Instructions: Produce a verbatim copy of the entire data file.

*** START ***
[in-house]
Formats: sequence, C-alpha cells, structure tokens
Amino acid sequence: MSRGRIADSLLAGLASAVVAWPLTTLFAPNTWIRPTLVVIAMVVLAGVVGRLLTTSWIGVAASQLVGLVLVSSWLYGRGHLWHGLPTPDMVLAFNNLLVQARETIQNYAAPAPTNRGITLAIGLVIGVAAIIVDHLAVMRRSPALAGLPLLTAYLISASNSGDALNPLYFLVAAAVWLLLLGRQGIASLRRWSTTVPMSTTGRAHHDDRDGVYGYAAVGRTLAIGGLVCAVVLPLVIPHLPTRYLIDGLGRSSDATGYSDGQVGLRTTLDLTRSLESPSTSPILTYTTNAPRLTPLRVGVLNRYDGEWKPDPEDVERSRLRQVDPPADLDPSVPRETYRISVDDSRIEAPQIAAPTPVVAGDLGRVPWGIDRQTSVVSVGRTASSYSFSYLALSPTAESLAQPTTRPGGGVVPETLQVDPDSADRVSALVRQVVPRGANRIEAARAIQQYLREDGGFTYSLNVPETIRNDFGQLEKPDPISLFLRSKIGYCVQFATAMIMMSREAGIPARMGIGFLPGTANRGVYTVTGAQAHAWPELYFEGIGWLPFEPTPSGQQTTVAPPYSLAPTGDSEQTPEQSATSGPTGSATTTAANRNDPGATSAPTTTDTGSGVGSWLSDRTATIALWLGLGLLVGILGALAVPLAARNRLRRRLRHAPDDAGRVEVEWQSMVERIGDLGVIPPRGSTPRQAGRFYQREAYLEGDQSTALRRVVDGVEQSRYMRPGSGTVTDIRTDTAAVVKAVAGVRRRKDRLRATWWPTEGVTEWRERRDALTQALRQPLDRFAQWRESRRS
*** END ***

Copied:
[in-house]
Formats: sequence, C-alpha cells, structure tokens
Amino acid sequence: MSRGRIADSLLAGLASAVVAWPLTTLFAPNTWIRPTLVVIAMVVLAGVVGRLLTTSWIGVAASQLVGLVLVSSWLYGRGHLWHGLPTPDMVLAFNNLLVQARETIQNYAAPAPTNRGITLAIGLVIGVAAIIVDHLAVMRRSPALAGLPLLTAYLISASNSGDALNPLYFLVAAAVWLLLLGRQGIASLRRWSTTVPMSTTGRAHHDDRDGVYGYAAVGRTLAIGGLVCAVVLPLVIPHLPTRYLIDGLGRSSDATGYSDGQVGLRTTLDLTRSLESPSTSPILTYTTNAPRLTPLRVGVLNRYDGEWKPDPEDVERSRLRQVDPPADLDPSVPRETYRISVDDSRIEAPQIAAPTPVVAGDLGRVPWGIDRQTSVVSVGRTASSYSFSYLALSPTAESLAQPTTRPGGGVVPETLQVDPDSADRVSALVRQVVPRGANRIEAARAIQQYLREDGGFTYSLNVPETIRNDFGQLEKPDPISLFLRSKIGYCVQFATAMIMMSREAGIPARMGIGFLPGTANRGVYTVTGAQAHAWPELYFEGIGWLPFEPTPSGQQTTVAPPYSLAPTGDSEQTPEQSATSGPTGSATTTAANRNDPGATSAPTTTDTGSGVGSWLSDRTATIALWLGLGLLVGILGALAVPLAARNRLRRRLRHAPDDAGRVEVEWQSMVERIGDLGVIPPRGSTPRQAGRFYQREAYLEGDQSTALRRVVDGVEQSRYMRPGSGTVTDIRTDTAAVVKAVAGVRRRKDRLRATWWPTEGVTEWRERRDALTQALRQPLDRFAQWRESRRS